nd it has several modifications, such as bow-pen, bow-pencil, beam-compass, etc.
Compasses for measuring and transferring measurements are called dividers, bisecting-compass, proportional compass, etc. See compass.
1. A machine in which the slivers of cotton or other wool from the carding-machine are attenuated by passing through consecutive pairs of rollers, each successive pair rotating at a higher speed than its predecessors.
The device was first invented by Leon Paul, patented 1738; and perfected by Arkwright, patent 1769.
It was called a water-frame, from the circumstance that Arkwright's machinery was driven by water-power.
It was named a throstle from the brisk singing or humming sound made by it. See throstle.
It is used in the process of doubling slivers (see doubler), and is indispensable in the bobbin-andfly machine and the mule (which see).
The drawing-frame, disconnected with any spinning operation, is a machine to elongate the sp
of a halter that encircles the horse's throat; also called jaw strap.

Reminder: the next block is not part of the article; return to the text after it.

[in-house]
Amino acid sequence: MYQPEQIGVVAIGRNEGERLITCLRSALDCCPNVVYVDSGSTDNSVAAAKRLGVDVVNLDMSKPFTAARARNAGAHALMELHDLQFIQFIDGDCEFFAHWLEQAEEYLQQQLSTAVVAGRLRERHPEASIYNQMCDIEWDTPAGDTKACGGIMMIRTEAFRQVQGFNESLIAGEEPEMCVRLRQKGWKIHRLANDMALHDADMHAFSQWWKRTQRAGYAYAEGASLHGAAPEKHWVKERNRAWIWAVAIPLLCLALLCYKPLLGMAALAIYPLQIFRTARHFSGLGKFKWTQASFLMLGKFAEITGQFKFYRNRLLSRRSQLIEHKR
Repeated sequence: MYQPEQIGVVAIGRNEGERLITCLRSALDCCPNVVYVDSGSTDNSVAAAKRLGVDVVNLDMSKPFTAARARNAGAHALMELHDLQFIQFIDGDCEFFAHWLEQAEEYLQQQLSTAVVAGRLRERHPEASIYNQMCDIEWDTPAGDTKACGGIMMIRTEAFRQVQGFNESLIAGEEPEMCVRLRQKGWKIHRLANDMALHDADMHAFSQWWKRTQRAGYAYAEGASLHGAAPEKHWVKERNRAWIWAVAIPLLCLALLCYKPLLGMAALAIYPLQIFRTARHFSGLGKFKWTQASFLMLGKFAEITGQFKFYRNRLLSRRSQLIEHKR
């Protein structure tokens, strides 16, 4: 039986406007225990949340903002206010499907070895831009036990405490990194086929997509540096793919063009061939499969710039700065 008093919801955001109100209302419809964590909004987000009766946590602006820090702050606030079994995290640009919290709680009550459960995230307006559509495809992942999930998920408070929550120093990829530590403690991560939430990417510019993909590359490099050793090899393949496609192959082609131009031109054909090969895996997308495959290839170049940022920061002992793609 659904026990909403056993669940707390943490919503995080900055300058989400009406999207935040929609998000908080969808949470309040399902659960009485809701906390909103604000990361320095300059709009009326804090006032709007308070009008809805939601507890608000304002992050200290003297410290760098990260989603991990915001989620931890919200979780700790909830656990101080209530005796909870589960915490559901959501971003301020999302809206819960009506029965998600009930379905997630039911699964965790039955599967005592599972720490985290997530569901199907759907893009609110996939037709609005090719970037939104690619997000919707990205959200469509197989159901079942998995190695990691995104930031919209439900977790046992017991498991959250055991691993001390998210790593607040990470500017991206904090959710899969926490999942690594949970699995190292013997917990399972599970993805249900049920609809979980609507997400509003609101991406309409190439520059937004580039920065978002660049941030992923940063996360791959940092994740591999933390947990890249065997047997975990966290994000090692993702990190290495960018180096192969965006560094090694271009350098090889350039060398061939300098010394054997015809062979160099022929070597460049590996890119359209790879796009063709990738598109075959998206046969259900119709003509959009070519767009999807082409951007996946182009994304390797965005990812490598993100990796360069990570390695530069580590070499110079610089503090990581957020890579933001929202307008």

A tool for splitting balks of timber into shingles or clapboards.
1. (Cotton.) The drawing-frame of the cotton manufacture.
The great invention which succeeded the spinning-jenny of Hargreaves.
The drawing-frame is for attenuating slivers of fiber by passing them through consecutive pairs of rollers, each pair in the succession revolving at a higher speed than its predecessor.
Leon Paul, by patent of 1738, claimed a mode of spinning by rollers, but the device did not come into use. (See spinning.) Richard Arkwright perfected the invention and patented it in 1769.
Arkwright's original spinning-frame was fed with rovings which passed between three pairs of rollers of successively increasing speed.
The yarns were wound upon bobbins by means of flyers.
It was the culmination of several attempts, and possesses the main features of the throstle and the bobbin and flyframe